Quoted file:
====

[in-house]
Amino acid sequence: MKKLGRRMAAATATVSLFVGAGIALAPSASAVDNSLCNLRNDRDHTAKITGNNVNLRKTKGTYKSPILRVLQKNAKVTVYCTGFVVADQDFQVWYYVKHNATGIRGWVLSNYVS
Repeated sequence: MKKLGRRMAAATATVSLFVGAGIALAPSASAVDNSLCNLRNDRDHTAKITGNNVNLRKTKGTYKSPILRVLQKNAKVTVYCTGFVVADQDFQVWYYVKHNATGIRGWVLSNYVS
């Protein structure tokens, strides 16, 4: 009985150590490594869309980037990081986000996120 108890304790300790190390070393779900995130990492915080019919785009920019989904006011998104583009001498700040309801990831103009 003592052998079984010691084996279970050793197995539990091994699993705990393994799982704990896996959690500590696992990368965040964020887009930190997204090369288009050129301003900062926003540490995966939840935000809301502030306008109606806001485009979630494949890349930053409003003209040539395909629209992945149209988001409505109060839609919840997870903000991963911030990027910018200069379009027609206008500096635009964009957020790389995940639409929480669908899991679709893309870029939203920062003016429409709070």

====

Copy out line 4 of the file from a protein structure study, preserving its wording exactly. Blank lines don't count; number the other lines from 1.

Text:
């Protein structure tokens, strides 16, 4: 009985150590490594869309980037990081986000996120 108890304790300790190390070393779900995130990492915080019919785009920019989904006011998104583009001498700040309801990831103009 003592052998079984010691084996279970050793197995539990091994699993705990393994799982704990896996959690500590696992990368965040964020887009930190997204090369288009050129301003900062926003540490995966939840935000809301502030306008109606806001485009979630494949890349930053409003003209040539395909629209992945149209988001409505109060839609919840997870903000991963911030990027910018200069379009027609206008500096635009964009957020790389995940639409929480669908899991679709893309870029939203920062003016429409709070």